STAYING STATESIDE: AbbVie is one company that retreated from plans to buy overseas competitors and shift corporate headquarters offshore. Kristoffer Tripplaar / Sipa USA

AbbVie Inc. filed a patent infringement lawsuit Wednesday against German rival Boehringer Ingelheim Pharmaceuticals Inc., the second case in Delaware that seeks to block sales of a less-expensive biosimilar version of Humira, AbbVie’s top-selling drug.

The suit accuses Boehringer of infringing dozens of AbbVie’s patents in a bid to bring its copy of the anti-inflammatory treatment to market under a federal law that provides for expedited regulatory approval of drugs that are exceptionally similar to innovative products already being sold in the United States.

Though the Chicago-based drugmaker’s 70-page complaint focuses on just eight patents, the company threatened to pursue further litigation on up to 66 patents if Boehringer’s copy is approved. Approval from the U.S. Food and Drug Administration—and additional litigation—could mean that it will be years before Boehringer’s product launches.

“Although the BPCIA allows Boehringer an abbreviated regulatory pathway, it does not give Boehringer a license to infringe AbbVie’s intellectual property,” AbbVie said in its 70-page complaint, filed in the U.S. District Court for the District of Delaware.

A spokeswoman for Boehringer did not immediately provide comment Wednesday on the lawsuit.

AbbVie has been aggressively moving to protect its blockbuster drug, which accounted for 63 percent of the company’s total net revenues in 2016. With a list price of more than $50,000, Humira generated $10.4 billion in sales in 2016, filings with the U.S. Securities and Exchange Commission showed.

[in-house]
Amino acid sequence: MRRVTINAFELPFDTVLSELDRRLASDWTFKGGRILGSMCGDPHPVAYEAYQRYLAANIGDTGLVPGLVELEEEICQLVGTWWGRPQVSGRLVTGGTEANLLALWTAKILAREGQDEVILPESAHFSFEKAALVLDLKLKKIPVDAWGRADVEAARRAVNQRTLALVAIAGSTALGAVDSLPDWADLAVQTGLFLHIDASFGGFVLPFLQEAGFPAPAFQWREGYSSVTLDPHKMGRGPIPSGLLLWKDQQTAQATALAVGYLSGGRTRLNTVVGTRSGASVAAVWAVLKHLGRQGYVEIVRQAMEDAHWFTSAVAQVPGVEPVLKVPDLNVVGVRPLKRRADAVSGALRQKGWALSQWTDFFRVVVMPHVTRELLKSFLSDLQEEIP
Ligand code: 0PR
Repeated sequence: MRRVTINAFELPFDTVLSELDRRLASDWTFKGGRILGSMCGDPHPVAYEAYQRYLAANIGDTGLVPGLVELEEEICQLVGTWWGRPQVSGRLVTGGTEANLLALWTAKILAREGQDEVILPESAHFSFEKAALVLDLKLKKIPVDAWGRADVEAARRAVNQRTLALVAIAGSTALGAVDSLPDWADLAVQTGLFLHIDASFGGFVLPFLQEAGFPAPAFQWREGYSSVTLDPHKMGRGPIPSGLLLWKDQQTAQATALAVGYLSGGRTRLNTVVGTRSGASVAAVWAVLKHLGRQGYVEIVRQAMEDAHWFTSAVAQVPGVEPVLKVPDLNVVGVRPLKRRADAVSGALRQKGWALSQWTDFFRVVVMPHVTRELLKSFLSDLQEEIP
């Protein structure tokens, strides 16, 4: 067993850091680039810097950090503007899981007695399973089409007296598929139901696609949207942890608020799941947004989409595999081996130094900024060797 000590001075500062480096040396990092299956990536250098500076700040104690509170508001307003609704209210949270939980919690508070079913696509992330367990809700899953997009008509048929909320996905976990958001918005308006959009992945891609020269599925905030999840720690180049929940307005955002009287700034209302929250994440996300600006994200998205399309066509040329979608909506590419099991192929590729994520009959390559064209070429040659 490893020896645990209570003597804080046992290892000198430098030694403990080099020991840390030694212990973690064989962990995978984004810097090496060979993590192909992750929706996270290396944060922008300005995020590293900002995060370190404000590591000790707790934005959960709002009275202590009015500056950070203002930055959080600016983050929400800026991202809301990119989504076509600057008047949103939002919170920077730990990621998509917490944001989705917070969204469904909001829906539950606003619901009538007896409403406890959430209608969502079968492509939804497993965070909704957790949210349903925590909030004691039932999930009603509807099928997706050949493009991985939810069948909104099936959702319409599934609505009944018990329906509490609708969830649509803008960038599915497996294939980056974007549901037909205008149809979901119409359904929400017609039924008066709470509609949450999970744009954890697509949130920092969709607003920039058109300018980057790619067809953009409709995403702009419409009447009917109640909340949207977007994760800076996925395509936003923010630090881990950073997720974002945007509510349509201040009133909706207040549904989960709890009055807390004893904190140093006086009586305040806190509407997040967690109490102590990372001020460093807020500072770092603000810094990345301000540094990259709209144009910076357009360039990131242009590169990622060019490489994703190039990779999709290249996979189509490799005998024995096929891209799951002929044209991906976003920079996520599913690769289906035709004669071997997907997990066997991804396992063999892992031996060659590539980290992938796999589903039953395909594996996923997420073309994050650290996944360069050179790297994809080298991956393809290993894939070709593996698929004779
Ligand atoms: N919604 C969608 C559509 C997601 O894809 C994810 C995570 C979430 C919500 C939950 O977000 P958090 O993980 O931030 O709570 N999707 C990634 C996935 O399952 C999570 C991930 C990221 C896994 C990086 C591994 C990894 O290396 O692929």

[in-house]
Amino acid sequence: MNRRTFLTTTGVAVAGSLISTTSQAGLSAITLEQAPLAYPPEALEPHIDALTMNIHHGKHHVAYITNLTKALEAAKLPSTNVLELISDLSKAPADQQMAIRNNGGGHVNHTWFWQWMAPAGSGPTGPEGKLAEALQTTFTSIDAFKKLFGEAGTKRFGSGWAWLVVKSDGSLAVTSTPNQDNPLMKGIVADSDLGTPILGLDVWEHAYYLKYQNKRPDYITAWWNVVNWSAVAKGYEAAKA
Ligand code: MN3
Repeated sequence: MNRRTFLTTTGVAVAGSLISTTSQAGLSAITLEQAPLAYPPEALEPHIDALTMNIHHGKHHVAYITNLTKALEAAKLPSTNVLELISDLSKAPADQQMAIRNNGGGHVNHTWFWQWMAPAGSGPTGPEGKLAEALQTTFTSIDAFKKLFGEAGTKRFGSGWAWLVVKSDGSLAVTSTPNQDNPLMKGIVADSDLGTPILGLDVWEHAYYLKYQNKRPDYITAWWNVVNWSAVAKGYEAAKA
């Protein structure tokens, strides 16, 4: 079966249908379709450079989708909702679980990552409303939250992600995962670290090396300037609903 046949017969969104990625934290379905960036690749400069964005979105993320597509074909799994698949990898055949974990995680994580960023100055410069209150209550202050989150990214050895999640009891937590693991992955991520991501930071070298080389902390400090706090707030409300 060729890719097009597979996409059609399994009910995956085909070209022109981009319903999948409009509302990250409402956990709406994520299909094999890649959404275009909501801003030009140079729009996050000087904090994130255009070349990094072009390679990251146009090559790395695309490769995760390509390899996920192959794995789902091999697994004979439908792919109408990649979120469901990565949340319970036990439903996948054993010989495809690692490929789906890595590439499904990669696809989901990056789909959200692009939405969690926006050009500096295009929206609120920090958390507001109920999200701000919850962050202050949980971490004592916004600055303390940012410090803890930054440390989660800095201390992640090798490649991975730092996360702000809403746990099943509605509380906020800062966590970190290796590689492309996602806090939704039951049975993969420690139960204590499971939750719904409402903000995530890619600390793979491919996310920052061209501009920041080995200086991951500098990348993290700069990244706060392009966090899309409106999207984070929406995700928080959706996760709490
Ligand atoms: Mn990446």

Last August, AbbVie brought a similar case in Delaware federal court against Thousand Oaks, California-based Amgen Inc., also alleging infringement and violations of the Biologics Price Competition and Innovation Act. In October, AbbVie agreed to drop the BPCIA claim after Amgen said it would honor a provision of the law that requires a 180-day notice of commercial marketing once the FDA approves a biosimilar application.

But that case is not expected to go to trial until 2019, and Amgen told Bloomberg BNA last year that it had delayed the launch of its biosimilar through at least 2017.

On Wednesday, AbbVie accused Boehringer of using its patents to capitalize on the clinical success of Humira, which has been approved to treat 10 different diseases, including different types of arthritis and Crohn’s disease.

An AbbVie spokeswoman did not immediately comment on the suit or the company’s efforts to protect its blockbuster drug. But AbbVie did warn investors in an annual SEC filing that Humira was subject to competition from more affordable biosimilars, a development which would cut into the drug’s revenues.

On Wednesday, the company said in its complaint that it expected more litigation was likely on the way.

“AbbVie seeks an injunction to prevent Boehringer from engaging in widespread infringement of the eight patents in this Complaint,” it said. “AbbVie also reserves its right to assert the remaining patents infringed by Boehringer in a second wave if and when Boehringer provides a notice of commercial marketing, or as circumstances otherwise warrant.”

An online docket-tracking service identified Benjamin J. Schladweiler and Nicholas D. Mozal of Ross Aronstam & Moritz as local counsel for AbbVie. The complaint also listed attorneys from Wilmer Cutler Pickering Hale and Dorr, Latham & Watkins and Finnegan, Henderson, Farabow, Garrett & Dunner as representing the company.

Attorneys for Boehringer were not yet listed.

The case is captioned AbbVie v. Boehringer Ingelheim Pharmaceuticals.